History of District Nursing


I’m currently researching district nursing, my very own area of work, for my current Work in Progress.  Below is an image of William Rathbone VI who, in 1859 and after employing a nurse to tend to his dying wife at home, then employed her to nurse the sick poor in his area of Liverpool. With help from Florence Nightingale, he set up a nurse training school in Liverpool Royal Infirmary in 1863 and established ‘districts of nursing’ across Liverpool.


Although this is considered the beginnings of formal district nursing, care of the sick poor at home has been around for time immemorial, although it had been dependent on religious houses and charity. The newly-found Christian church saw the administration of nursing the sick and poor as one of its’ most important works. As far back as the first century AD (circa 55 – 58), a deaconess by the name of Phoebe is mentioned by St Paul. A deaconess was a lay female established to primarily to assist the church with the administration of relief to the poor and needy. Phoebe is noted to be highly intelligent and respected and has come to be known as the first district nurse, to put a modern spin on it. In the sixteenth century, over 100 female religious orders were founded to purely deal with nursing, although there was an order of men too – The Brothers of Mercy.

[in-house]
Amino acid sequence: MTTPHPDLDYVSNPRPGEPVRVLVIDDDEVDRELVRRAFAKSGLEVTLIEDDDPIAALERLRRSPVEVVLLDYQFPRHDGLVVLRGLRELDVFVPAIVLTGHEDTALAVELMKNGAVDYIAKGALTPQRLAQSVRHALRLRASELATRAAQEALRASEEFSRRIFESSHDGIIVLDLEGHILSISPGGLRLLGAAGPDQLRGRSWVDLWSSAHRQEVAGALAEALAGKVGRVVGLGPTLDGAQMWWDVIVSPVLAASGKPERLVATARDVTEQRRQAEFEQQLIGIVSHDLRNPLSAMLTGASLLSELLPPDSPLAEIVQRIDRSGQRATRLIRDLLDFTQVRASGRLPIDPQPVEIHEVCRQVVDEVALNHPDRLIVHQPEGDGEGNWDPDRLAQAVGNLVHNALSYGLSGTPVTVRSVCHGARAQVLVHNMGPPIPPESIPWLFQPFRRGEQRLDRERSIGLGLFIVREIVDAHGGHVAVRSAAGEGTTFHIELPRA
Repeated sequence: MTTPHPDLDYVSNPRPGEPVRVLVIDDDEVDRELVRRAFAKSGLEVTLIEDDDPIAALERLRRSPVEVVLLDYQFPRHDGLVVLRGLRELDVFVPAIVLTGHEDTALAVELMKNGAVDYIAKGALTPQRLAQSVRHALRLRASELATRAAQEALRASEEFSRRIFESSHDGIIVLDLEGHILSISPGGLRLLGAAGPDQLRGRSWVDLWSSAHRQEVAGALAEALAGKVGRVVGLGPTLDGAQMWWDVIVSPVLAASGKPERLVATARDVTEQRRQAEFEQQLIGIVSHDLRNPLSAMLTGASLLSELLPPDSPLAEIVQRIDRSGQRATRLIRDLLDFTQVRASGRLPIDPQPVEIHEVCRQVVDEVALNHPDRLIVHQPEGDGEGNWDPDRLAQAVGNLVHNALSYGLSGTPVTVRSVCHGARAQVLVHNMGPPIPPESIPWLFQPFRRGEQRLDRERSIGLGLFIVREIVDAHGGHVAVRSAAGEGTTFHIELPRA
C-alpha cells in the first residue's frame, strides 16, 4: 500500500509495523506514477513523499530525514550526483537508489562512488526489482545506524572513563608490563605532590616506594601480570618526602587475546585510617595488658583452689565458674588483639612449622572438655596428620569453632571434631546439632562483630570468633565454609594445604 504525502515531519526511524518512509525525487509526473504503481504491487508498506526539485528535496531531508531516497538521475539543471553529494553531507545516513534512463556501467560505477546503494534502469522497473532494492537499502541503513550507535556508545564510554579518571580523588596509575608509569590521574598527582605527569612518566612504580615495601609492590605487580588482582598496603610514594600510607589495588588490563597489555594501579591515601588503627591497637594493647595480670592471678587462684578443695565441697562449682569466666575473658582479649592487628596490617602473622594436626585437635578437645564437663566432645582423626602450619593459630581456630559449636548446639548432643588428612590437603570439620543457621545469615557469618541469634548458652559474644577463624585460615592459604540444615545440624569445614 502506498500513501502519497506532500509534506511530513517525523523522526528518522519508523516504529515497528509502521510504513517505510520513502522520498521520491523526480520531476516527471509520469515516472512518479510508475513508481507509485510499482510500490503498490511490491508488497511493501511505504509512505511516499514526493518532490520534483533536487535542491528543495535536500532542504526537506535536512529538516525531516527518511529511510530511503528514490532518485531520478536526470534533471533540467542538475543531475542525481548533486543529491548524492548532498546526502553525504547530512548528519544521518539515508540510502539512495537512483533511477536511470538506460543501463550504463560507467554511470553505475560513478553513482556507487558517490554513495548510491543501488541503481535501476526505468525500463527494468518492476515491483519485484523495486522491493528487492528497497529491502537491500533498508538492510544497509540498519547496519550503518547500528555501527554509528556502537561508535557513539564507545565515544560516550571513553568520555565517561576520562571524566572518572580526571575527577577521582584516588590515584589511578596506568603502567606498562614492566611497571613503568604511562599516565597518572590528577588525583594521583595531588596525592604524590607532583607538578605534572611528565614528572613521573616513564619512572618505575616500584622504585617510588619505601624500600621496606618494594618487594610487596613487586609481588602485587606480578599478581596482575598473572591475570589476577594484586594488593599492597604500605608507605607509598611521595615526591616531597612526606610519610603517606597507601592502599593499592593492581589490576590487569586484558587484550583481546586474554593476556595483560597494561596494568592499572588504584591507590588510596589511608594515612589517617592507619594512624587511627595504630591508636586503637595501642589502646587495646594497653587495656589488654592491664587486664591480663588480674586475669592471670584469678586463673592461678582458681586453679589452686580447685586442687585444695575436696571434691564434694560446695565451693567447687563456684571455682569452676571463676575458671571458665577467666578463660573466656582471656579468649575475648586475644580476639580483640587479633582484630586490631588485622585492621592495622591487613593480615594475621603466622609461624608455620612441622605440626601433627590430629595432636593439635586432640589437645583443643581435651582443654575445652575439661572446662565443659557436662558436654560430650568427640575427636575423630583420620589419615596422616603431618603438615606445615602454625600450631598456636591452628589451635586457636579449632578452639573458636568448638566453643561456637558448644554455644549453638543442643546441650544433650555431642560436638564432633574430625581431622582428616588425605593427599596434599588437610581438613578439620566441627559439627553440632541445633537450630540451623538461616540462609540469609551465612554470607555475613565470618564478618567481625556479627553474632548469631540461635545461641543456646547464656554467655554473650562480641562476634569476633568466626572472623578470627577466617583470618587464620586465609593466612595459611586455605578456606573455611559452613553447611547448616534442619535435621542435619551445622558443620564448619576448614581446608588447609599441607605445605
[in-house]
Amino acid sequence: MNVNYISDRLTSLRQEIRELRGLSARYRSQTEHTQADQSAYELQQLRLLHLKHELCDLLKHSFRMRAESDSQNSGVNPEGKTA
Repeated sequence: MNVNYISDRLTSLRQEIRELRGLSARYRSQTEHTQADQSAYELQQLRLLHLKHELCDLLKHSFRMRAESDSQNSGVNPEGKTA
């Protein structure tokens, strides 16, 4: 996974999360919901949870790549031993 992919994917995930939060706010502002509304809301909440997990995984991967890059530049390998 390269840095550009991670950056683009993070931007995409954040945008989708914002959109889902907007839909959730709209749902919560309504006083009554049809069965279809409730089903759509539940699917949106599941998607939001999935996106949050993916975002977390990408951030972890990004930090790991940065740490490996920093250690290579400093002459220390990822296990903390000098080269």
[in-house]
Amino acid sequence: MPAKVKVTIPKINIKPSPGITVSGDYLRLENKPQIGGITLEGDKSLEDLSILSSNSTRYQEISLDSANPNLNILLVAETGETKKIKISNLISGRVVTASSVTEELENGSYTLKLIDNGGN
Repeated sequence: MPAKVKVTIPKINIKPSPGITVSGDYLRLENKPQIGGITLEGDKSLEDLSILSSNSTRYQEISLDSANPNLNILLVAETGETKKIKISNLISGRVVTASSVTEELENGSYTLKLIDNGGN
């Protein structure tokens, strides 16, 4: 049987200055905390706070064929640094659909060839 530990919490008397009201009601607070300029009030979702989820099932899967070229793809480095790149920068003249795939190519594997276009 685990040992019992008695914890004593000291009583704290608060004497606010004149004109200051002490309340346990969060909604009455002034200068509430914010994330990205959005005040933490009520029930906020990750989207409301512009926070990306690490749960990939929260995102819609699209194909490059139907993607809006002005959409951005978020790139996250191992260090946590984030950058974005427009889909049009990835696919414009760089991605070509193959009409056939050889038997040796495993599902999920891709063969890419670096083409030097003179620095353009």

All images courtesy of Wellcome Library.









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